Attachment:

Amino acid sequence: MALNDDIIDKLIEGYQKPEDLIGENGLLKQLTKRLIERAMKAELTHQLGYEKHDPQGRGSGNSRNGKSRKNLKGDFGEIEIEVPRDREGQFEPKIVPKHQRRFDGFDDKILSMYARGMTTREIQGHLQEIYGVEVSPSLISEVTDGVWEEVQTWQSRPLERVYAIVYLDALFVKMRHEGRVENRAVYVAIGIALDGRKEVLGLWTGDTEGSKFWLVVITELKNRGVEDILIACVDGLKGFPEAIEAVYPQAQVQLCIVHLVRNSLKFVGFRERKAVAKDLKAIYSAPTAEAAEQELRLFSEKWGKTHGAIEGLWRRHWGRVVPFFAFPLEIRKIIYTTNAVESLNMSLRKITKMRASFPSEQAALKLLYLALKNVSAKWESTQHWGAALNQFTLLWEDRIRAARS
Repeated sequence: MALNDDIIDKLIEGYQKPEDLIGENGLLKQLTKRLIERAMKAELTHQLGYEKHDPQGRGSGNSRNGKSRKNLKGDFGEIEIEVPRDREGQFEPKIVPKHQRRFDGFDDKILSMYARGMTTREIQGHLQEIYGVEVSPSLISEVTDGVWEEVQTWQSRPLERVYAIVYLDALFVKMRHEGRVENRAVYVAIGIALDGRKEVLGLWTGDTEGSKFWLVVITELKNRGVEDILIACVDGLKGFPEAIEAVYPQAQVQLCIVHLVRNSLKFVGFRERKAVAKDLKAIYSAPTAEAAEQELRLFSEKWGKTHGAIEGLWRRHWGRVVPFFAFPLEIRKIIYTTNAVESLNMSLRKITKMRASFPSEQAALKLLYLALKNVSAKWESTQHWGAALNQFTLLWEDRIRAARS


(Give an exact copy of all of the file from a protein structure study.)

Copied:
Amino acid sequence: MALNDDIIDKLIEGYQKPEDLIGENGLLKQLTKRLIERAMKAELTHQLGYEKHDPQGRGSGNSRNGKSRKNLKGDFGEIEIEVPRDREGQFEPKIVPKHQRRFDGFDDKILSMYARGMTTREIQGHLQEIYGVEVSPSLISEVTDGVWEEVQTWQSRPLERVYAIVYLDALFVKMRHEGRVENRAVYVAIGIALDGRKEVLGLWTGDTEGSKFWLVVITELKNRGVEDILIACVDGLKGFPEAIEAVYPQAQVQLCIVHLVRNSLKFVGFRERKAVAKDLKAIYSAPTAEAAEQELRLFSEKWGKTHGAIEGLWRRHWGRVVPFFAFPLEIRKIIYTTNAVESLNMSLRKITKMRASFPSEQAALKLLYLALKNVSAKWESTQHWGAALNQFTLLWEDRIRAARS
Repeated sequence: MALNDDIIDKLIEGYQKPEDLIGENGLLKQLTKRLIERAMKAELTHQLGYEKHDPQGRGSGNSRNGKSRKNLKGDFGEIEIEVPRDREGQFEPKIVPKHQRRFDGFDDKILSMYARGMTTREIQGHLQEIYGVEVSPSLISEVTDGVWEEVQTWQSRPLERVYAIVYLDALFVKMRHEGRVENRAVYVAIGIALDGRKEVLGLWTGDTEGSKFWLVVITELKNRGVEDILIACVDGLKGFPEAIEAVYPQAQVQLCIVHLVRNSLKFVGFRERKAVAKDLKAIYSAPTAEAAEQELRLFSEKWGKTHGAIEGLWRRHWGRVVPFFAFPLEIRKIIYTTNAVESLNMSLRKITKMRASFPSEQAALKLLYLALKNVSAKWESTQHWGAALNQFTLLWEDRIRAARS